Nestlé donation bolsters Salem-Keizer water emergency response
Thursday, May 31, 2018
When Salem announced a water advisory Tuesday, Salem-Keizer Public Schools started augmenting the roughly 10,000 bottles of water it had on hand.
“We bought everything we could find Tuesday afternoon and started sending it to schools Tuesday night,” said Joel Smallwood, a manager in the district’s facilities services.
The district estimated it needed roughly 20,000 bottles a day for students younger than 6 and medically vulnerable students and staff, the populations advised not to drink Salem’s tap water. Drinking fountains remain open for students not at risk.
On Thursday, Nestlé Waters North America greatly bolstered the district’s supplies by donating approximately 70,000 bottles, roughly doubling the water the district had available.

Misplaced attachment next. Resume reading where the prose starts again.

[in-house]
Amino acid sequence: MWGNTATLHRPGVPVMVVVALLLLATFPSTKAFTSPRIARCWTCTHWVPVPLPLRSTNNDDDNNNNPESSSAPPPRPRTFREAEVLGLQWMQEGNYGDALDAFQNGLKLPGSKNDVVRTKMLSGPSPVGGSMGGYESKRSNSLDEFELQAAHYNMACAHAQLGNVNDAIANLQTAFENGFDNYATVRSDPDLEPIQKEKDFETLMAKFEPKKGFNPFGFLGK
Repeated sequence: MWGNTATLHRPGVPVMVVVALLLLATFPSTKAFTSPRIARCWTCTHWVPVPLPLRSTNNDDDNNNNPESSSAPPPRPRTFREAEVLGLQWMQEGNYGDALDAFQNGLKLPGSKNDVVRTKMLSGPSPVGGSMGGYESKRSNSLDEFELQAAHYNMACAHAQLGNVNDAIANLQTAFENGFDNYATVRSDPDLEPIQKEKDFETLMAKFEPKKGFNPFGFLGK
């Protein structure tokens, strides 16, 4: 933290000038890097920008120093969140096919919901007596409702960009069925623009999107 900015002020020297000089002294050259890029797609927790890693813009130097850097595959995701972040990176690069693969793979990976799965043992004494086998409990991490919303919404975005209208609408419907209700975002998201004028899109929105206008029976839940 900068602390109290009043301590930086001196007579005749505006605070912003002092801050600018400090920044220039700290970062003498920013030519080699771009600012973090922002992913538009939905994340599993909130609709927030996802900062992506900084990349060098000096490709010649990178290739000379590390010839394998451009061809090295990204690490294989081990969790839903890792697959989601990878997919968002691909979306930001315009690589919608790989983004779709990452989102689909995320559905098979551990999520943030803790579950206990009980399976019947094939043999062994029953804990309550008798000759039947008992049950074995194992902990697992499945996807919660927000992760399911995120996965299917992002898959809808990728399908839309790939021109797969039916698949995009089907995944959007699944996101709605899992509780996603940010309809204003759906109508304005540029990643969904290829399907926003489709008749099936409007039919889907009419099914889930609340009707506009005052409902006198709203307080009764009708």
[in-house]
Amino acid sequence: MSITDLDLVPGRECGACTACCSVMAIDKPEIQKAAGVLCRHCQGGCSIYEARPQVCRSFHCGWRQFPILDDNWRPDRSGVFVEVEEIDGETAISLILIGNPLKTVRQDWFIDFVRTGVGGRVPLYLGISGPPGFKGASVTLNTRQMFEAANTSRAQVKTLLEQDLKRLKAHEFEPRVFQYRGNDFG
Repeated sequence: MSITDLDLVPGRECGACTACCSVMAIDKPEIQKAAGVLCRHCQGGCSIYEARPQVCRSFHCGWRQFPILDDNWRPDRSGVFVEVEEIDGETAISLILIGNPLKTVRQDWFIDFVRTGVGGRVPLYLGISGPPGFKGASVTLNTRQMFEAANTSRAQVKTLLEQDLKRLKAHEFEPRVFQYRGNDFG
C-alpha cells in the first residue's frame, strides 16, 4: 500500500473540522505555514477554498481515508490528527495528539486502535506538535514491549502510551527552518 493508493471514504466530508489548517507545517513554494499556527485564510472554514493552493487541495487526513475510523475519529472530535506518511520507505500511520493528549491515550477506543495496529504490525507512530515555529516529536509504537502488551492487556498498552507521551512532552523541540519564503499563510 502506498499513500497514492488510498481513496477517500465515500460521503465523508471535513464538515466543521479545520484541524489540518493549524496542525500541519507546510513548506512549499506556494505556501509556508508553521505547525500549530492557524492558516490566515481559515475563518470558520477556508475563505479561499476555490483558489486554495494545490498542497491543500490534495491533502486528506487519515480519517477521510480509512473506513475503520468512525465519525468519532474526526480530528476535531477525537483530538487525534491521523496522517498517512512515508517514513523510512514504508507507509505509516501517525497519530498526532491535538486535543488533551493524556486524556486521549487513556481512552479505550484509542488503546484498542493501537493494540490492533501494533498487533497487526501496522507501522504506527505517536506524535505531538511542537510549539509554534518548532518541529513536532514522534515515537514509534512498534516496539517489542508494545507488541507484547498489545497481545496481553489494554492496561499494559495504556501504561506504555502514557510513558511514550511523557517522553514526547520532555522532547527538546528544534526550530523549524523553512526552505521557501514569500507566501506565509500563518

“They’ve been extremely responsive and generous,” said Michael Wolfe, Salem-Keizer Public Schools chief operations officer. He said Nestlé has offered to continue to help.
With no indication from the city of when the water might be OK again, Wolfe said the district is trying to secure enough bottled water to last through the end of the school year.
Salem maintained its vulnerable population water advisory Thursday. Detroit Reservoir algae blooms created low levels of cyanotoxins in treated drinking water. Boiling and filtering do not remove the cyanotoxins. Young children, pets, pregnant or nursing women and people with compromised immune systems, liver conditions or undergoing dialysis treatment are advised to use bottled water.
The city says tap water is safe for healthy adults and healthy children over the age of 6. The water is also safe for washing and doing laundry.
Gov. Kate Brown on Thursday declared an emergency for Marion and Polk counties and directed the Oregon Military Department to provide free clean water to Marion County. The department planned to deploy water stations Thursday in the Salem area.